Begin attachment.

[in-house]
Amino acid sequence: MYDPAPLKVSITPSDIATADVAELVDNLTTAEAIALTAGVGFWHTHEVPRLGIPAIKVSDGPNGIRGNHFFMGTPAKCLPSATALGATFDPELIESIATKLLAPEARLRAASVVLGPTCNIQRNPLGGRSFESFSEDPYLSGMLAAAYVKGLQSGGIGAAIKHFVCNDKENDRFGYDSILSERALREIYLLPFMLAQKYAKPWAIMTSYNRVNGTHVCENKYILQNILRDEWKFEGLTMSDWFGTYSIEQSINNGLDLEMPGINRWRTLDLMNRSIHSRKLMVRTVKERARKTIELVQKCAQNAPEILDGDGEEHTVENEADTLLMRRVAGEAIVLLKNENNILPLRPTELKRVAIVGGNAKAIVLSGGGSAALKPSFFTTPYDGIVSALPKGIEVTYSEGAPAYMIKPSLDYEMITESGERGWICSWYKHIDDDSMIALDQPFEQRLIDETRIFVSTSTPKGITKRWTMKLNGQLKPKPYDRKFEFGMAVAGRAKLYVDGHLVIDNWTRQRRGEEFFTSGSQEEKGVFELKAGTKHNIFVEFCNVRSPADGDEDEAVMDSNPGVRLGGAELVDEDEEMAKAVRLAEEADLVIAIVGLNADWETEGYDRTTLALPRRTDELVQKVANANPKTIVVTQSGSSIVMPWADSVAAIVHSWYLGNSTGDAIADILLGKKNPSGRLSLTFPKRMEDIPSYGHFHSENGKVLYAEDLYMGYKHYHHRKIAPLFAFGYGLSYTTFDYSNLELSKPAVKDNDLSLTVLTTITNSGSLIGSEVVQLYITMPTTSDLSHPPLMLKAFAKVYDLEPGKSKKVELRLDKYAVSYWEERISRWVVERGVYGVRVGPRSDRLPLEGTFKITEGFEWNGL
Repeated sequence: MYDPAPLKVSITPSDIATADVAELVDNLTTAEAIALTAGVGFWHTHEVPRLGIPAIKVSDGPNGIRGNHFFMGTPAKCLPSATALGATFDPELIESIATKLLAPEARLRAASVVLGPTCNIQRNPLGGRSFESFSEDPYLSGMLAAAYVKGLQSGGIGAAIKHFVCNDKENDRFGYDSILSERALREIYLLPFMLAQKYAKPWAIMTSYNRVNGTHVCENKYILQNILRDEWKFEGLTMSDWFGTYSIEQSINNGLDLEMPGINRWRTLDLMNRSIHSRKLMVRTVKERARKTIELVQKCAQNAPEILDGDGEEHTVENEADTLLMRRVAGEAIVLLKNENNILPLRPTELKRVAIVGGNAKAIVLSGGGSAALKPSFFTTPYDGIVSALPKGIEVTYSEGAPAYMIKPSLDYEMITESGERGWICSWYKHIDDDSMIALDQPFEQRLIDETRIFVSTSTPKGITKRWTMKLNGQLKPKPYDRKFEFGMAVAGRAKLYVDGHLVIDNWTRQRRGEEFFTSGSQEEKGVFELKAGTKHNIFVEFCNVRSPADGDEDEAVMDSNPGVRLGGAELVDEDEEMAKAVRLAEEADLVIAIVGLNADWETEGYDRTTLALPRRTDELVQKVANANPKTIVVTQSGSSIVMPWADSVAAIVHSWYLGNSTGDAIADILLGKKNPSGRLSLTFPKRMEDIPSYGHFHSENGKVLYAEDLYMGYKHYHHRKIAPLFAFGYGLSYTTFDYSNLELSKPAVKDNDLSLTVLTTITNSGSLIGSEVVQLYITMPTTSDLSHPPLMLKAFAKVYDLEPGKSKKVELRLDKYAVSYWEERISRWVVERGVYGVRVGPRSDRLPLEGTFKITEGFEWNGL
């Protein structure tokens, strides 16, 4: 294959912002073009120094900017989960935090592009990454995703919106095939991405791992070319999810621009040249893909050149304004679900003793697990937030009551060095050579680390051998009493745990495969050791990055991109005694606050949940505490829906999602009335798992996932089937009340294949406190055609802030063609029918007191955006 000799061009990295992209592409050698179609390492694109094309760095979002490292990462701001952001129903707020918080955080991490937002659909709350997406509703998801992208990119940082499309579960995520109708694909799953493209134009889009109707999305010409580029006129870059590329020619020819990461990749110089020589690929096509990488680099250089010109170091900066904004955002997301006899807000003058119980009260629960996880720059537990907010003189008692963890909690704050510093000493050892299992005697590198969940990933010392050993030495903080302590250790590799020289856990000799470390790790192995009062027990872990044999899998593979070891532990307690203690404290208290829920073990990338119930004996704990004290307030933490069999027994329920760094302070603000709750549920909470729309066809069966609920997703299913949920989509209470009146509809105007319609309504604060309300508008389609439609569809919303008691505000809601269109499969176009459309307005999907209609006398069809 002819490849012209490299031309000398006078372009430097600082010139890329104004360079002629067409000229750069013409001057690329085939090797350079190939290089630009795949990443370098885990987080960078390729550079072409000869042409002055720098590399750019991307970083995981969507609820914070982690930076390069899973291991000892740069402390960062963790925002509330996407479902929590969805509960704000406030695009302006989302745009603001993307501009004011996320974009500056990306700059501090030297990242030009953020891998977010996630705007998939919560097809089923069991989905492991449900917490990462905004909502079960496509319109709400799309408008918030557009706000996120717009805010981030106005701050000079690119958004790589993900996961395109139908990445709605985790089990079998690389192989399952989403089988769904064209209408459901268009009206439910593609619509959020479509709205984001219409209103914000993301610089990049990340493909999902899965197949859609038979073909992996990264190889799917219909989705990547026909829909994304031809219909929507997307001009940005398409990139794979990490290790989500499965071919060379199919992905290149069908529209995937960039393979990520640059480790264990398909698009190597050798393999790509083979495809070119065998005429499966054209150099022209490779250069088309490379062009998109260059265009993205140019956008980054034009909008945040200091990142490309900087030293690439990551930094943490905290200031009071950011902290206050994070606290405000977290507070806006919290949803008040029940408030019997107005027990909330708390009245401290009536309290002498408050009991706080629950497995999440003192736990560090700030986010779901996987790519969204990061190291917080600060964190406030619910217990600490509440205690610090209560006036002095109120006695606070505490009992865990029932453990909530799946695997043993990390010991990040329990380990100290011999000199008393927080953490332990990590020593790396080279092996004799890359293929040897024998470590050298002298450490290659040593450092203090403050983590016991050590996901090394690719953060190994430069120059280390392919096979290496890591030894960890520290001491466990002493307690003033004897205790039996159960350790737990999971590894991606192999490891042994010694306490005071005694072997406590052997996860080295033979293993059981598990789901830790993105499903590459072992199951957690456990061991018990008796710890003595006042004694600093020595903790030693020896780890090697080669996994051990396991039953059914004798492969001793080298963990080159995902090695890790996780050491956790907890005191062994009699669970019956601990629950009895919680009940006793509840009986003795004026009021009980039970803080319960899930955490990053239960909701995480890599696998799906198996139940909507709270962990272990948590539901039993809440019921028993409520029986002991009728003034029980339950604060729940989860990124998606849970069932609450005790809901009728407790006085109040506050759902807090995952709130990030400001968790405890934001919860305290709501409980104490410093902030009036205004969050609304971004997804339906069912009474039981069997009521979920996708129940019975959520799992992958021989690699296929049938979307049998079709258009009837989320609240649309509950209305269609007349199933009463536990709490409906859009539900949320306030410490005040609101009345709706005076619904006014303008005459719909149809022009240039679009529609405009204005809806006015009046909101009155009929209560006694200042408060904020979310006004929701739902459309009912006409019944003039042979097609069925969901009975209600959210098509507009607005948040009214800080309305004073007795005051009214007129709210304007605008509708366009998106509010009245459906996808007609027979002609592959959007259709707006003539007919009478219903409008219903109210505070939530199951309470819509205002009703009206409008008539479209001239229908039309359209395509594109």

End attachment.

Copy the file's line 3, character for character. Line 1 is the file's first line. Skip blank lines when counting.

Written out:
Repeated sequence: MYDPAPLKVSITPSDIATADVAELVDNLTTAEAIALTAGVGFWHTHEVPRLGIPAIKVSDGPNGIRGNHFFMGTPAKCLPSATALGATFDPELIESIATKLLAPEARLRAASVVLGPTCNIQRNPLGGRSFESFSEDPYLSGMLAAAYVKGLQSGGIGAAIKHFVCNDKENDRFGYDSILSERALREIYLLPFMLAQKYAKPWAIMTSYNRVNGTHVCENKYILQNILRDEWKFEGLTMSDWFGTYSIEQSINNGLDLEMPGINRWRTLDLMNRSIHSRKLMVRTVKERARKTIELVQKCAQNAPEILDGDGEEHTVENEADTLLMRRVAGEAIVLLKNENNILPLRPTELKRVAIVGGNAKAIVLSGGGSAALKPSFFTTPYDGIVSALPKGIEVTYSEGAPAYMIKPSLDYEMITESGERGWICSWYKHIDDDSMIALDQPFEQRLIDETRIFVSTSTPKGITKRWTMKLNGQLKPKPYDRKFEFGMAVAGRAKLYVDGHLVIDNWTRQRRGEEFFTSGSQEEKGVFELKAGTKHNIFVEFCNVRSPADGDEDEAVMDSNPGVRLGGAELVDEDEEMAKAVRLAEEADLVIAIVGLNADWETEGYDRTTLALPRRTDELVQKVANANPKTIVVTQSGSSIVMPWADSVAAIVHSWYLGNSTGDAIADILLGKKNPSGRLSLTFPKRMEDIPSYGHFHSENGKVLYAEDLYMGYKHYHHRKIAPLFAFGYGLSYTTFDYSNLELSKPAVKDNDLSLTVLTTITNSGSLIGSEVVQLYITMPTTSDLSHPPLMLKAFAKVYDLEPGKSKKVELRLDKYAVSYWEERISRWVVERGVYGVRVGPRSDRLPLEGTFKITEGFEWNGL